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Failings of the Fourth Estate – Is News Propaganda?

In: Other Topics

Submitted By Melisha
Words 615
Pages 3
This week’s topic discusses the topic of news and propaganda, and the critiques of the Fourth Estate. The main concepts explored the distinction between news and propaganda, the forms of propaganda and psuedo-events, and the five filters of Herman and Chomsky’s Propaganda Model. I will discuss the work of Boorstin and Herman & Chomsky, and use media ownership as an example of propaganda in the media.

When one thinks of propaganda in the news, an identifiable example is visual campaign posters of world wars and communism. However, propaganda still occurs in the media today. Whilst it may not be as noticeable or obvious as historical campaigns, there are still tactics that the media use in order to persuade audiences in believing information that is presented. It is established that news performs a support role in democracy and as a procedural role in objectivity. Audiences want reliable and accurate information so they can make informed decisions. But what happens when the information that is presented is not factual or even real? The information possibly may be a product of ‘pseudo-events’. Pseudo-events are defined as events that have been caused to occur or staged to cause publicity, press coverage or public interest (Boorstin 1961). These events are staged to cause media attention, to draw interest to the subject that may have not been done otherwise. Psuedo-events occur often in the entertainment and celebrity reporting, as the commotion doesn’t tend to only be about the celebrity, but also the circus that surrounds them.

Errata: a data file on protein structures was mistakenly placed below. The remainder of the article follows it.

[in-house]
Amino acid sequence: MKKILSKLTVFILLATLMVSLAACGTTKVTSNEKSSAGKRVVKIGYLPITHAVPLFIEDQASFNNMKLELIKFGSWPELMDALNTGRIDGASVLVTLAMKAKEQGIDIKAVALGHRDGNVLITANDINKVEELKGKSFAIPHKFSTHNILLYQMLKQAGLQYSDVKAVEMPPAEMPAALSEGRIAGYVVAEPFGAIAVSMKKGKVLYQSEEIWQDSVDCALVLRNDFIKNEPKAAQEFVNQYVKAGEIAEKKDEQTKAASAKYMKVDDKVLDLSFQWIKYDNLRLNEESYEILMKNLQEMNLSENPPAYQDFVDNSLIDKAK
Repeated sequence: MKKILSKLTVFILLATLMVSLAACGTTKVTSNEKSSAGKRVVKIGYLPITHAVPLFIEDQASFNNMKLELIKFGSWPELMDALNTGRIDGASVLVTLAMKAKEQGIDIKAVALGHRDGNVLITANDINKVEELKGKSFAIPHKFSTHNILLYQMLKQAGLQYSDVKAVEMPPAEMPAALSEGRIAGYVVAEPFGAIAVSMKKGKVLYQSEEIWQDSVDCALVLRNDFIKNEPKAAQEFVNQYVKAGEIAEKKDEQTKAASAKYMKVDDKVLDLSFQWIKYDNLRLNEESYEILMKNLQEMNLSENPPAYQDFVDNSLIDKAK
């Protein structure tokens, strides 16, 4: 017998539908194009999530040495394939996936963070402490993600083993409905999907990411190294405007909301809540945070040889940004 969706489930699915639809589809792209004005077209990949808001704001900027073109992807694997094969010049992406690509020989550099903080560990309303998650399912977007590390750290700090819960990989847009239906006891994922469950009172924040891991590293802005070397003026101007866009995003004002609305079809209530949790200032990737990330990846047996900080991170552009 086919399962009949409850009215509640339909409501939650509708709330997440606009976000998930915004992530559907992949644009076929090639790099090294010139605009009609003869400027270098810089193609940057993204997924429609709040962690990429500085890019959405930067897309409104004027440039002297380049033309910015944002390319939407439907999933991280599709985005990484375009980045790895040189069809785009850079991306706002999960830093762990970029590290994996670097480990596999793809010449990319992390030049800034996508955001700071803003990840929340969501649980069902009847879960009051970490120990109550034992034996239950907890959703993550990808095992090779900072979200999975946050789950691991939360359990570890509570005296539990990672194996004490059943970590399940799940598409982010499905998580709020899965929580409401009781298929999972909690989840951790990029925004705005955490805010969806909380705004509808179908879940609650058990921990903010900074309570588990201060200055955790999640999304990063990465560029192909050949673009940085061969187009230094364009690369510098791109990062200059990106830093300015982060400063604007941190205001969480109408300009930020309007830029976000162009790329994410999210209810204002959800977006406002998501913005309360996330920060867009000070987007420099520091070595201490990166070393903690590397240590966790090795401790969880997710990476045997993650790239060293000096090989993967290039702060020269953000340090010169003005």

Although an event may be deliberately staged, does it make it any less real? Boorstin (1961) believes that pseudo-events are not real, that they are not spontaneous and that they happen deliberately. He believes that the reproduction or simulation of an event becomes more important or “real” than the event itself, which causes a...

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